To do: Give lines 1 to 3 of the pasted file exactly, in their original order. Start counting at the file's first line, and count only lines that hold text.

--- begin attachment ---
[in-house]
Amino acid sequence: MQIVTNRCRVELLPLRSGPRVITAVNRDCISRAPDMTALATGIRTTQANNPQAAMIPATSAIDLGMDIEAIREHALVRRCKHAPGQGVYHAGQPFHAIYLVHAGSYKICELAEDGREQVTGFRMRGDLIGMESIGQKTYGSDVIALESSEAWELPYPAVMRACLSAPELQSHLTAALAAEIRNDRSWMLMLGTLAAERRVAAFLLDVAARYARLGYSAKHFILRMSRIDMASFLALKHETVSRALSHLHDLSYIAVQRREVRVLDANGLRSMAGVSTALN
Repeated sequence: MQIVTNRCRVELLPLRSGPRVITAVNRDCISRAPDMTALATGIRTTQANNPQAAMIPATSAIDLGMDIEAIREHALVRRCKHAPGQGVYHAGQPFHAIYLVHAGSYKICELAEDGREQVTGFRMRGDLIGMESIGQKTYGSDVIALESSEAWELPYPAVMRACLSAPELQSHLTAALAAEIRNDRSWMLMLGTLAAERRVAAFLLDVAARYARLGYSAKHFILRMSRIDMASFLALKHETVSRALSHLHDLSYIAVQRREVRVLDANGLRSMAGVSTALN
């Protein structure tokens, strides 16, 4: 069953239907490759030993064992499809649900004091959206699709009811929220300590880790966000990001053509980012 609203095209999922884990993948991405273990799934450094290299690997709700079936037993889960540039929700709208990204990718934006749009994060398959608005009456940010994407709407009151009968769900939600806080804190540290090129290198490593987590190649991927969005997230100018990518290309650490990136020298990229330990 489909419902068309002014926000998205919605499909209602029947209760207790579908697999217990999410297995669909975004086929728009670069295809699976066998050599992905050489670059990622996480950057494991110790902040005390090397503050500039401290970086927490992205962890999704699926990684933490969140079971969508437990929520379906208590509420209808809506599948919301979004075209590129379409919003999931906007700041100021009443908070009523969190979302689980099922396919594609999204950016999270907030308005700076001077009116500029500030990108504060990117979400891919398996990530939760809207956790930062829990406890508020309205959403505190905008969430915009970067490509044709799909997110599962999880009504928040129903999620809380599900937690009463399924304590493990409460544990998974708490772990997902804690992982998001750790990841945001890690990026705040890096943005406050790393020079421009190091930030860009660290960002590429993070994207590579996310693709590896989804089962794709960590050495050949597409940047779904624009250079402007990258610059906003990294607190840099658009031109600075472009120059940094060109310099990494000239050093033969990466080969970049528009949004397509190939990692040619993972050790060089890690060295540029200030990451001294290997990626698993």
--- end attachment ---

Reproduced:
[in-house]
Amino acid sequence: MQIVTNRCRVELLPLRSGPRVITAVNRDCISRAPDMTALATGIRTTQANNPQAAMIPATSAIDLGMDIEAIREHALVRRCKHAPGQGVYHAGQPFHAIYLVHAGSYKICELAEDGREQVTGFRMRGDLIGMESIGQKTYGSDVIALESSEAWELPYPAVMRACLSAPELQSHLTAALAAEIRNDRSWMLMLGTLAAERRVAAFLLDVAARYARLGYSAKHFILRMSRIDMASFLALKHETVSRALSHLHDLSYIAVQRREVRVLDANGLRSMAGVSTALN
Repeated sequence: MQIVTNRCRVELLPLRSGPRVITAVNRDCISRAPDMTALATGIRTTQANNPQAAMIPATSAIDLGMDIEAIREHALVRRCKHAPGQGVYHAGQPFHAIYLVHAGSYKICELAEDGREQVTGFRMRGDLIGMESIGQKTYGSDVIALESSEAWELPYPAVMRACLSAPELQSHLTAALAAEIRNDRSWMLMLGTLAAERRVAAFLLDVAARYARLGYSAKHFILRMSRIDMASFLALKHETVSRALSHLHDLSYIAVQRREVRVLDANGLRSMAGVSTALN